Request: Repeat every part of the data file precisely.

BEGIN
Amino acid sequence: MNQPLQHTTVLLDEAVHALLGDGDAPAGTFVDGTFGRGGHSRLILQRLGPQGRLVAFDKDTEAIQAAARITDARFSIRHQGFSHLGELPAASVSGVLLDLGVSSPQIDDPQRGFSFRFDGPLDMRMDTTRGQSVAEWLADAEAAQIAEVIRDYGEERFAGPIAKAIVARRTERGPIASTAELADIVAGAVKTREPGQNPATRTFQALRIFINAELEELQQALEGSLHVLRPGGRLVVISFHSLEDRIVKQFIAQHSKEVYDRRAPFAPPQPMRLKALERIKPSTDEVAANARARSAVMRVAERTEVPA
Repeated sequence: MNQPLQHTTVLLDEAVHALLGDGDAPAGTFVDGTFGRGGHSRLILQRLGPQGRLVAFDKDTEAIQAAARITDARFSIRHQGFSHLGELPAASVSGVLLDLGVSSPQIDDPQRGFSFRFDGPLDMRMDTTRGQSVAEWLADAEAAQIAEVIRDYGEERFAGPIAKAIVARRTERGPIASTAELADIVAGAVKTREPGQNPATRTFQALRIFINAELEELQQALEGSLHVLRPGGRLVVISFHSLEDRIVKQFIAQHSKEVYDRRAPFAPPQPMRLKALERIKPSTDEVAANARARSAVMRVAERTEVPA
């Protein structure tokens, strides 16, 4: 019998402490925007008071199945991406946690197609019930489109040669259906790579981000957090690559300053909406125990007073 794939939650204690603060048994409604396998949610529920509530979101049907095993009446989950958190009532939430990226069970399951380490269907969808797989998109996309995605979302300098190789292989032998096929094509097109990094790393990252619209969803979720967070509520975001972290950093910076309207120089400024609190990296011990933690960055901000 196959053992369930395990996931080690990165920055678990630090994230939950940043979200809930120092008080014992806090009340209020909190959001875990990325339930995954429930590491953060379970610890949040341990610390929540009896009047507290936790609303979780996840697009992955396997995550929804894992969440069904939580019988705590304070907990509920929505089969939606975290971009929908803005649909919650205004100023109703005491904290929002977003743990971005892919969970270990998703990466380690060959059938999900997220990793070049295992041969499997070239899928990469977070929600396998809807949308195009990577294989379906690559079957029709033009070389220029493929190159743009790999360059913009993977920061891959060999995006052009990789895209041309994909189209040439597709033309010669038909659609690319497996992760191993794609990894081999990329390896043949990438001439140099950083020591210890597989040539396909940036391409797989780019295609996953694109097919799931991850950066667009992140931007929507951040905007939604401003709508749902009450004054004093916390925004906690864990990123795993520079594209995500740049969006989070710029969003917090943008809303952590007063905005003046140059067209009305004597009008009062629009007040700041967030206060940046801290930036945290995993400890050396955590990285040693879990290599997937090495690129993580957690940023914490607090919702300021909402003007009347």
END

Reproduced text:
Amino acid sequence: MNQPLQHTTVLLDEAVHALLGDGDAPAGTFVDGTFGRGGHSRLILQRLGPQGRLVAFDKDTEAIQAAARITDARFSIRHQGFSHLGELPAASVSGVLLDLGVSSPQIDDPQRGFSFRFDGPLDMRMDTTRGQSVAEWLADAEAAQIAEVIRDYGEERFAGPIAKAIVARRTERGPIASTAELADIVAGAVKTREPGQNPATRTFQALRIFINAELEELQQALEGSLHVLRPGGRLVVISFHSLEDRIVKQFIAQHSKEVYDRRAPFAPPQPMRLKALERIKPSTDEVAANARARSAVMRVAERTEVPA
Repeated sequence: MNQPLQHTTVLLDEAVHALLGDGDAPAGTFVDGTFGRGGHSRLILQRLGPQGRLVAFDKDTEAIQAAARITDARFSIRHQGFSHLGELPAASVSGVLLDLGVSSPQIDDPQRGFSFRFDGPLDMRMDTTRGQSVAEWLADAEAAQIAEVIRDYGEERFAGPIAKAIVARRTERGPIASTAELADIVAGAVKTREPGQNPATRTFQALRIFINAELEELQQALEGSLHVLRPGGRLVVISFHSLEDRIVKQFIAQHSKEVYDRRAPFAPPQPMRLKALERIKPSTDEVAANARARSAVMRVAERTEVPA
């Protein structure tokens, strides 16, 4: 019998402490925007008071199945991406946690197609019930489109040669259906790579981000957090690559300053909406125990007073 794939939650204690603060048994409604396998949610529920509530979101049907095993009446989950958190009532939430990226069970399951380490269907969808797989998109996309995605979302300098190789292989032998096929094509097109990094790393990252619209969803979720967070509520975001972290950093910076309207120089400024609190990296011990933690960055901000 196959053992369930395990996931080690990165920055678990630090994230939950940043979200809930120092008080014992806090009340209020909190959001875990990325339930995954429930590491953060379970610890949040341990610390929540009896009047507290936790609303979780996840697009992955396997995550929804894992969440069904939580019988705590304070907990509920929505089969939606975290971009929908803005649909919650205004100023109703005491904290929002977003743990971005892919969970270990998703990466380690060959059938999900997220990793070049295992041969499997070239899928990469977070929600396998809807949308195009990577294989379906690559079957029709033009070389220029493929190159743009790999360059913009993977920061891959060999995006052009990789895209041309994909189209040439597709033309010669038909659609690319497996992760191993794609990894081999990329390896043949990438001439140099950083020591210890597989040539396909940036391409797989780019295609996953694109097919799931991850950066667009992140931007929507951040905007939604401003709508749902009450004054004093916390925004906690864990990123795993520079594209995500740049969006989070710029969003917090943008809303952590007063905005003046140059067209009305004597009008009062629009007040700041967030206060940046801290930036945290995993400890050396955590990285040693879990290599997937090495690129993580957690940023914490607090919702300021909402003007009347």